27:2 The Lord told me, 1 “Make a yoke 2 out of leather straps and wooden crossbars and put it on your neck.
says the Lord who rules over all, 4
“I will rescue you from foreign subjugation. 5
I will deliver you from captivity. 6
Foreigners will then no longer subjugate them.
1 tn There is some disjunction in the narrative of this chapter. The introduction in v. 1 presents this as a third person narrative. But the rest of the passage reports the narrative in first person. Thus the text reads here “Thus the
2 sn The yoke is a common biblical symbol of political servitude (see, e.g., Deut 28:48; 1 Kgs 12:4, 9, 10). From the context of 1 Kgs 12 it is clear that it applied to taxation and the provision of conscript labor. In international political contexts it involved the payment of heavy tribute which was often conscripted from the citizens (see, e.g., 2 Kgs 15:19-20; 23:34-35) and the furnishing of military contingents for the sovereign’s armies (see, e.g., 2 Kgs 24:2). Jeremiah’s message here combines both a symbolic action (the wearing of a yoke) and words of explanation as in Jer 19:1-13. (See Isa 20:1-6 for an example outside of Jeremiah.) The casting off of the yoke has been used earlier in Jer 2:20, 5:5 to refer to Israel’s failure to remain spiritually “subject” or faithful to God.
3 tn Heb “And it shall happen in that day.”
sn The time for them to be rescued (Heb “that day”) is the day of deliverance from the trouble alluded to at the end of the preceding verse, not the day of trouble mentioned at the beginning. Israel (even the good figs) will still need to go through the period of trouble (cf. vv. 10-11).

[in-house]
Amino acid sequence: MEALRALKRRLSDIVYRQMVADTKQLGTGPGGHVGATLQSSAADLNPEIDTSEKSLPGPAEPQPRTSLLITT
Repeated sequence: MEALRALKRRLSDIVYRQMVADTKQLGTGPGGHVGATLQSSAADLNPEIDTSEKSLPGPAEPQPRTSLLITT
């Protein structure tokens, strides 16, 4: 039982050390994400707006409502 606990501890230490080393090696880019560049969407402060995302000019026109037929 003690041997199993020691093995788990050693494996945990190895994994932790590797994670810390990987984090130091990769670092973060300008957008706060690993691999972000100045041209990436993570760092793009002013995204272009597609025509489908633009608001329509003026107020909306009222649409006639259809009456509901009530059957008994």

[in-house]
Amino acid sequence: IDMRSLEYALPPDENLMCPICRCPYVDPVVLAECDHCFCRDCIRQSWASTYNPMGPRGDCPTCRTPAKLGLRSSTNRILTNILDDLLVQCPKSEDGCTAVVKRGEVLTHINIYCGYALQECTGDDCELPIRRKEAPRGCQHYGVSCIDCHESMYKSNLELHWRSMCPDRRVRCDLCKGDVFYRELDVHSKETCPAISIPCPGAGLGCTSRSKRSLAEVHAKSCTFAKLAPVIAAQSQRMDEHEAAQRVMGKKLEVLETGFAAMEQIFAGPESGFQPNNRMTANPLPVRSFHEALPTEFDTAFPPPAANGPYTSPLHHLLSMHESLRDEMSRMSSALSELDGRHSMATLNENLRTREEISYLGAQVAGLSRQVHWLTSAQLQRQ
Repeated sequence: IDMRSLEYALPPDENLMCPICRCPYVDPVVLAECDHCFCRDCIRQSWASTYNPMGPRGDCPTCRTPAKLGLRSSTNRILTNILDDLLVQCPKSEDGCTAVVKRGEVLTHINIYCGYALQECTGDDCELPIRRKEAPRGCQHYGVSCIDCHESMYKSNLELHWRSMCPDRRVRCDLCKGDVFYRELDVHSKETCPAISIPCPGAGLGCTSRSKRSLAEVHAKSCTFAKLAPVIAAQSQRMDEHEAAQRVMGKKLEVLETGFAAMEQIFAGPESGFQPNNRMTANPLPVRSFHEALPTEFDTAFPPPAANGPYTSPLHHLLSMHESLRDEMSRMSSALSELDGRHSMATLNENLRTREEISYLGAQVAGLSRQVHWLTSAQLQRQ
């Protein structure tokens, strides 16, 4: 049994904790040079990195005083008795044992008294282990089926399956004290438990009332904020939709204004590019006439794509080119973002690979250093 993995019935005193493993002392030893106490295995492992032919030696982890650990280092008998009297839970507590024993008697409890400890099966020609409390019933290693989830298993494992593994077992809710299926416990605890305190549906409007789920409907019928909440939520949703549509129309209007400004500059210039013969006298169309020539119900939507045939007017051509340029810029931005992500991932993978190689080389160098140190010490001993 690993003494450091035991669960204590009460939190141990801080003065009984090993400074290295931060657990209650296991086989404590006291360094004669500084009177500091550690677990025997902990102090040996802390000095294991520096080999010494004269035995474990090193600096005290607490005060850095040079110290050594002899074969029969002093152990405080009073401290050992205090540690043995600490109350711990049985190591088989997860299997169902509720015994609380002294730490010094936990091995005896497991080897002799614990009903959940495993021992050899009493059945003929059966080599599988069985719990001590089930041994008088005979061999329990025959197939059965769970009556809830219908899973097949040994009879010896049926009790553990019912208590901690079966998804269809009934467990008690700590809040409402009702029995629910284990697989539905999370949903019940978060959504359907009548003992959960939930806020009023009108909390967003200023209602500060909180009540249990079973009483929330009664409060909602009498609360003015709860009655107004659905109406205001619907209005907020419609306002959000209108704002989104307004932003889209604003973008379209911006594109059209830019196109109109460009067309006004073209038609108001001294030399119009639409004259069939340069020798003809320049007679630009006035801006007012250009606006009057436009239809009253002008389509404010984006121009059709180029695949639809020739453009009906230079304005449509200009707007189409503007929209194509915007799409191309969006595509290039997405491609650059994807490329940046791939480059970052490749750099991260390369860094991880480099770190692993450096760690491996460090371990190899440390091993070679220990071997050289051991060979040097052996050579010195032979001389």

5 tn Heb “I will break his yoke from upon your neck.” For the explanation of the figure see the study note on 27:2. The shift from third person at the end of v. 7 to second person in v. 8c, d and back to third person in v. 8e is typical of Hebrew poetry in the book of Psalms and in the prophetic books (cf., GKC 351 §114.p and compare usage in Deut 32:15; Isa 5:8 listed there). The present translation, like several other modern ones, has typically leveled them to the same person to avoid confusion for modern readers who are not accustomed to this poetic tradition.
sn In the immediate context the reference to the yoke of their servitude to foreign domination (Heb “his yoke”) should be understood as a reference to the yoke of servitude to Nebuchadnezzar which has been referred to often in Jer 27-28 (see, e.g., 27:8, 12; 28:2, 4, 11). The end of that servitude has already been referred to in 25:11-14; 29:11-14. Like many other passages in the OT it has been given a later eschatological reinterpretation in the light of subsequent bondages and lack of complete fulfillment, i.e., of restoration to the land and restoration of the Davidic monarchy.
6 tn Heb “I will tear off their bands.” The “bands” are the leather straps which held the yoke bars in place (cf. 27:2). The metaphor of the “yoke on the neck” is continued. The translation reflects the sense of the metaphor but not the specific referent.